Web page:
Consequences of taking drugs at music festivals


Music festivals have a heavily damaged reputation when it comes to drugs, with countless arrests at festivals in Australia every year.
With illegal substances becoming the norm in passionate festival goers lives, it is also associated with high numbers of overdoses, drug related incidents and even in some cases deaths.

There was research undertaken from Western Sydney University and UCRH (University Centre for Rural Health North Coast) in 2016, where at a popular music festival they surveyed 642 people aged between 18-30, with a overwhelming 73.4% of the survey participants admitting to using illegal substances within the previous 12 months

Young people at festivals are most at risk, often having no idea of the consequences in taking drugs, as it is only considered a recreational activity for them.

If someone is charged with a drug related crime it can often be crucial to seek for an experienced lawyer that can assist with what is to follow.

So what are the main drug offences?

There are two offence categories that are the most commonly broken, which are possession and supply, these both can be quite serious with multiple consequences depending on the type, quantity and intended use relating to the illegal substance charge.

Possession – The possession of drugs either on their immediate person or located on their property (car, house, etc.), this charge is for people who have this drug for personal uses with no intent or actions that suggests distributing the substance.

Supply – The supplying of illegal substances is where a person is found or is proven to be exchanging or selling drugs to another person, drug supply does not necessarily mean that money must be exchanged as it can involve exchanging for services or other items as payment

What penalties are there?

The consequences for drug related charges can vary within the different states in Australia and can often depend on the quantity and type of substance that is in question, but in NSW specifically, the maximum penalties can be up to:

Possession (maximum penalty) – Being convicted of possession can have penalties of up to 2 years in prison and/or a $2,200 fine.

Supply charges (maximum penalty) – Being convicted of supply can have penalties of up to life imprisonment and/or a $605,000 fine.

To avoid being charged with a high penalty it is always recommended to gain a professional solicitor that can represent and advise you towards a better case result.

What happens after being caught?

As music festivals are well known for their drug related reputation, police are often in large numbers within the festival grounds during that time.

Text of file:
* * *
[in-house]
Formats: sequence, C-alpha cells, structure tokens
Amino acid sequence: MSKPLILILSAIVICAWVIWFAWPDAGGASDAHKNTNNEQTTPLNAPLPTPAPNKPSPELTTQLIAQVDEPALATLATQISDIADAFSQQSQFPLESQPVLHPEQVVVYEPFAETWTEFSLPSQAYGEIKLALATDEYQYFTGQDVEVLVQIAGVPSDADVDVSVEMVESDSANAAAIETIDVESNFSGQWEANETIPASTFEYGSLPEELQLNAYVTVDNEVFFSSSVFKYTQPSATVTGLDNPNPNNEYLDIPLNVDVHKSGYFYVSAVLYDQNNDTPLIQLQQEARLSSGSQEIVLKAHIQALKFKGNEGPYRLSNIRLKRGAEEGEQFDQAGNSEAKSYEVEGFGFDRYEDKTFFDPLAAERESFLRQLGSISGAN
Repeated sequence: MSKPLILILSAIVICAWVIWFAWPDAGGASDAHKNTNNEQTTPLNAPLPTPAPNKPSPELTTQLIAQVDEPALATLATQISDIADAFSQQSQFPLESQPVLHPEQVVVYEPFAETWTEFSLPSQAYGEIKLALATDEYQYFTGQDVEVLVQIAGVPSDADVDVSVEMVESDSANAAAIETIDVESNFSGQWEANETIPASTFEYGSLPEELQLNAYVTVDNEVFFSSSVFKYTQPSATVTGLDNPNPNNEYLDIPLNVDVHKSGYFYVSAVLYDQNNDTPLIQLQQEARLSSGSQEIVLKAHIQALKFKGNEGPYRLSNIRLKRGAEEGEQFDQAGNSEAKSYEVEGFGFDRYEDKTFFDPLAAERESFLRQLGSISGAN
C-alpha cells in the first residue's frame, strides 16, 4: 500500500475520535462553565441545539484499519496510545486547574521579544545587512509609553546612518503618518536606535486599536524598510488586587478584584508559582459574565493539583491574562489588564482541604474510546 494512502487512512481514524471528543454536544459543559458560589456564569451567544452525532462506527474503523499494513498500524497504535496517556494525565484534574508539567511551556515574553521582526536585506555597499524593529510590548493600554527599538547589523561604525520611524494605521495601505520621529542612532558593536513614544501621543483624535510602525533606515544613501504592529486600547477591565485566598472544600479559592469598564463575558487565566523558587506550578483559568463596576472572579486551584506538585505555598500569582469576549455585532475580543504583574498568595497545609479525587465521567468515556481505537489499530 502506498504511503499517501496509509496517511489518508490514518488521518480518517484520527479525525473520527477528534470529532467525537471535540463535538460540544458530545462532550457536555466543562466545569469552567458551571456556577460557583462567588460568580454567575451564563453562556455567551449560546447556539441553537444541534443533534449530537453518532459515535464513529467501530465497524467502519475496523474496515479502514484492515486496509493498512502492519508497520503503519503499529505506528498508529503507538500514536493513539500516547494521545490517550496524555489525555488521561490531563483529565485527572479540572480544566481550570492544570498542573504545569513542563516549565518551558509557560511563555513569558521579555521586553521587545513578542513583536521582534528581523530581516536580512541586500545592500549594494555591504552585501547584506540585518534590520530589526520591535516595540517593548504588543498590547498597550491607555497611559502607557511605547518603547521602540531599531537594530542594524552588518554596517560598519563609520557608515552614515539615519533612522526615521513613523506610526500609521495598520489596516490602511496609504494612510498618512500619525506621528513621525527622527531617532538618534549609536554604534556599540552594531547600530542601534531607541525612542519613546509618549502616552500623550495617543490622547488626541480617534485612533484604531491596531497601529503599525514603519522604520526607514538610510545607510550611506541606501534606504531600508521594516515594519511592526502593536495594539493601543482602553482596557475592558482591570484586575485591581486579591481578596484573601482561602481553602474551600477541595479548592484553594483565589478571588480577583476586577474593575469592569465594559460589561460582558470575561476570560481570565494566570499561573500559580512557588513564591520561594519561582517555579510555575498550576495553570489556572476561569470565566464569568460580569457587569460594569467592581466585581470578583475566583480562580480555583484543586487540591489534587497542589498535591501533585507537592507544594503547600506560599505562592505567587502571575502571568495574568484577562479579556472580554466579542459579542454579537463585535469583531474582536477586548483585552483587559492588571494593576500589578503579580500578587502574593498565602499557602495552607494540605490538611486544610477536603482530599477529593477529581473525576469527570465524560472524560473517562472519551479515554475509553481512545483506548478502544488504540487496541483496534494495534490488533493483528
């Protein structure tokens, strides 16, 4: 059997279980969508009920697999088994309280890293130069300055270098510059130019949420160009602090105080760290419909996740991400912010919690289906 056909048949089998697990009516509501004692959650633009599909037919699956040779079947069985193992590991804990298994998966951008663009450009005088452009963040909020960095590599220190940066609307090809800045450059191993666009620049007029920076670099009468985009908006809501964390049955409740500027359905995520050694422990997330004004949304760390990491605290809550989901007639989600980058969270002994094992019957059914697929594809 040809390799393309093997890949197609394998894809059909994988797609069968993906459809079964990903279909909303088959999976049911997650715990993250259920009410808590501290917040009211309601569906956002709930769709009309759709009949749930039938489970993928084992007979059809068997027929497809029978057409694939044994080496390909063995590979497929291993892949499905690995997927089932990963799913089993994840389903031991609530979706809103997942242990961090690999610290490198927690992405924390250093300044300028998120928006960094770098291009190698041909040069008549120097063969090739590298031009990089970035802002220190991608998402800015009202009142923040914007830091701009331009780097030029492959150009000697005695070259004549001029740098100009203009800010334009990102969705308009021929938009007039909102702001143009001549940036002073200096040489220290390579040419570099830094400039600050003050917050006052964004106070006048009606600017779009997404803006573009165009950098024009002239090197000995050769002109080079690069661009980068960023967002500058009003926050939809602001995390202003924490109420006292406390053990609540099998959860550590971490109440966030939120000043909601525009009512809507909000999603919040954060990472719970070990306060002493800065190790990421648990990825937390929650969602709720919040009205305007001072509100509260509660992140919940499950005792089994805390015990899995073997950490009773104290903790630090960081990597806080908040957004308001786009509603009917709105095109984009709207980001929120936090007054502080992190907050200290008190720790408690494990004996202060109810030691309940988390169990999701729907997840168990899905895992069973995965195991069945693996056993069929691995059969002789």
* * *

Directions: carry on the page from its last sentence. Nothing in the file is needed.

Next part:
Police are allowed to conduct a search on a person if they have a ‘reasonable suspicion’ that the person is hiding illegal substances, this can be via a sniffer dog indication or other reasons as long as it is a sufficient reason.

If a festival goer is found to be in the possession or supply of drugs, they can be charged accordingly, with their matter then taken to the court.

First time offenders are in most cases dealt with more leniency as compared to an offender with a large drug offence history, but it always come down to the seriousness of the crime itself, which involves the type, quantity and intention for the substance that the person is being charged for.

What can people at festivals do if caught with drugs?

If caught with drugs at a festival it is important to say as little as possible until having spoken with a lawyer, all that is needed for the police is a name and address, after that giving that information, the charged person can then politely decline to answer questions until they have sought sufficient legal advice.

Saying anything further can lead to further charges and incrimination, so it is absolutely essential to choose every word said with care.

What are my options in court?

if charged with drugs at a festival, before making any decisions regarding the charge, it is important to consult legal advice to best see the outcome options your case, there are usually 3 options available, being:

Diversion – Where the person admits to the charges and asks for a diversion which is a way to deal with the charge outside of a courthouse, this is an option for first time offenders only and can lead to the guilty undertaking a drug related education program or community service in replacement of jail time or large fines.

Guilty Plea – Where the person pleads guilty to the charge in court, though not ideal it can show cooperation and can result in a lighter charge than originally intended.

Not Guilty Plea – Where the person pleads guilty to the charge in court, It is important to only do this if actually not guilty, there must be proof that the arrest mas a mistake or there were other circumstances that will clear the name.

This is why it is vital to seek out an experienced drug lawyer in Sydney, they can give advice and options for the case to yield the best possible result and ensure you are adequately represented.

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